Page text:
So I decided to get this game not because it could be good, but purely as a celebration of the wonderful news that came out last week. If you live in a world without internet, and somehow magically are reading this post, that news is that Spider-Man will be rebooting in the films as part of the Marvel Cinematic Universe. There’s a bunch of other legal mumbo jumbo around it, but that’s not really relevant to this post. Instead this post is just about the game, and some possible realization I’m having about the character thematically.
First off this game has a lot going for it, which if you only have seen review scores, you’ll find as surprising as I did (part of why review scores are BS, but that’s a topic for another day I think.) In fact I think this might be my favorite superhero game in a long time. Please note that I do not think it’s my favorite game in which you play as a superhero character. I’ll explain the difference.
Robin is a rookie cop named Robin John Blake with far less depth and skill than his comic book counterpart. Bucky is a late twenties soldier who doesn’t survive to the film’s climax. Roy Harper has roid rage and will probably never pick up a bow. You can’t go to a comic book news website without seeing an article questioning if Johnny Storm’s race matters, but Jimmy Olsen became Jenny Olsen in Man Of Steel without instilling controversy, applause, or any reaction at all. Rick Jones doesn’t exist in the Marvel films at all.
The short answer is no, it’s not, but it’s kind of sexist. What I’m going to try and prove with as many examples as I could get my hands on, is that while the trope definitely exists and definitely used to kill way more female characters than male ones, the trope itself isn’t due to a hate, dislike, or apathy towards female characters. Instead it only appears that way as a result of having the superhero genre dominated by male hero characters. So it is the result of a sexist trend and is therefore slightly sexist in of itself.
First things first. There’s a difference between volume and Volume. “Volume” is the entire run with the same title and becomes a new Volume when they start numbering issues at 1 again. Where as a “volume” is just the number on the binding of the collection that you bought at the store. Confusing, I know.
So I want to do a quick summation to start, that way you can decide to read it or not quick. That way if you do decide to read it, you can comeback and see if you agree with me about the spoiler-y bits. It’s only 16 issues by the way. And there’s a reason for that, which I’ll get to.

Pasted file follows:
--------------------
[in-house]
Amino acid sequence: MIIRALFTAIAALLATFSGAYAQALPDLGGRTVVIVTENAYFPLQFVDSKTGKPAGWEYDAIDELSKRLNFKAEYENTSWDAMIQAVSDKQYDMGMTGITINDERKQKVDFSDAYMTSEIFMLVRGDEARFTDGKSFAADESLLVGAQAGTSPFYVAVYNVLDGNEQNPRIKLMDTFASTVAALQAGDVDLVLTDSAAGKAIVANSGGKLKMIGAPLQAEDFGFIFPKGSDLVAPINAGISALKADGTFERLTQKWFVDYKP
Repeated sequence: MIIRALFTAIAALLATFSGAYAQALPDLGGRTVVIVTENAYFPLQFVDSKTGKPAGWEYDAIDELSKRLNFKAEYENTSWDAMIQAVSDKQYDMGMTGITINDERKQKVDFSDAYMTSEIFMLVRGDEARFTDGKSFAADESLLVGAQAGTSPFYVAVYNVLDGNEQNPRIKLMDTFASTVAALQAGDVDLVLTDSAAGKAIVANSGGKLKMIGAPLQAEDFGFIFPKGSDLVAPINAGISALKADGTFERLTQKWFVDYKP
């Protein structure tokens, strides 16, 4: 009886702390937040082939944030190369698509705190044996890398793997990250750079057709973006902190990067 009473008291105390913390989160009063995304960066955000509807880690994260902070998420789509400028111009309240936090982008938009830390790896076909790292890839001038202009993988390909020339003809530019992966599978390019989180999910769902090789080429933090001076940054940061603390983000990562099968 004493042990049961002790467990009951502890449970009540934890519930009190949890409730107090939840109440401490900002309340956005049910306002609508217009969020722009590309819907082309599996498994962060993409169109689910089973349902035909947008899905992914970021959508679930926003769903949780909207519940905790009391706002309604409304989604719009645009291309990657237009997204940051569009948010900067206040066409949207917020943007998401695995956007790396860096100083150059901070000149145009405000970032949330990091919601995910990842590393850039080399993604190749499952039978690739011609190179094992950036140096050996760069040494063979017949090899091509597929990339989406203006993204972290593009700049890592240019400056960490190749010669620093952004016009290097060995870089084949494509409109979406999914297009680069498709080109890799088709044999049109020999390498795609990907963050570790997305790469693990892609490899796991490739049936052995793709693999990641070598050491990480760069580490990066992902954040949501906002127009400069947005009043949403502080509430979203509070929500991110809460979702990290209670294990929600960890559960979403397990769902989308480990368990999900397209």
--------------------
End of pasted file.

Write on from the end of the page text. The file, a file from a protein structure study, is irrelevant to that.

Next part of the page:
The story is absolutely fantastic (pun not intended). If you needed proof that Scott Lang’s Ant-Man is awesome, here it is. The character stuff is fantastic (now it was intended). The Fantastic Four is best when it’s about one of two things: family, or exploration. It’s either the superhero version of National Lampoon’s Vaction, or it’s the superhero version of Lewis and Clark. FF: Volume 2 tackles the family road (and nails it). I literally finished the last issue and then went to go give my dad a hug, which I’m sure he found really weird.
Also it’s written by Matt Fraction, so you can expect the same humor as his Hawkeye (or Hawk-Guy) series. Scott Lang plays that same as Barton, only less hopeless and trying to take care of a bunch of super kids.
This article is going to partially be a wish list for the Marvel movies I want to see soon. I’m going to try and do my best to do so rationally, as in choosing ones that actually stand a good to decent chance of being made. This is also partially a reaction to various websites that seam unhappy that some of their favorite characters are not being made while Ant-Man and Guardians of the Galaxy are. Also, every Superhero movie until 2016 has been announced, so get over it and hope for the future.
Punk Rock and Trailer Parks by Derf is a period piece coming of age story that doesn’t make you want to kill yourself or others. Isn’t that all we can ask for? Set in 1980’s Akron, Ohio Punk Rock and Trailer Parks stars Otto “the Baron” Pizcok a seven foot tall trombone playing nerd who has self styled a larger than life reputation. He quotes Lord of the Rings like scripture, peeps through the window of a ample bosomed classmate, and drives a car with no floor and a tiny wheel that fits in only one hand. Otto’s life changes when he attends a Ramones concert at a local club and finds his true calling and a subsequently a job working there encountering several iconic punk bands like a sort of punk rock Forrest Gump except with a lot less schmaltz.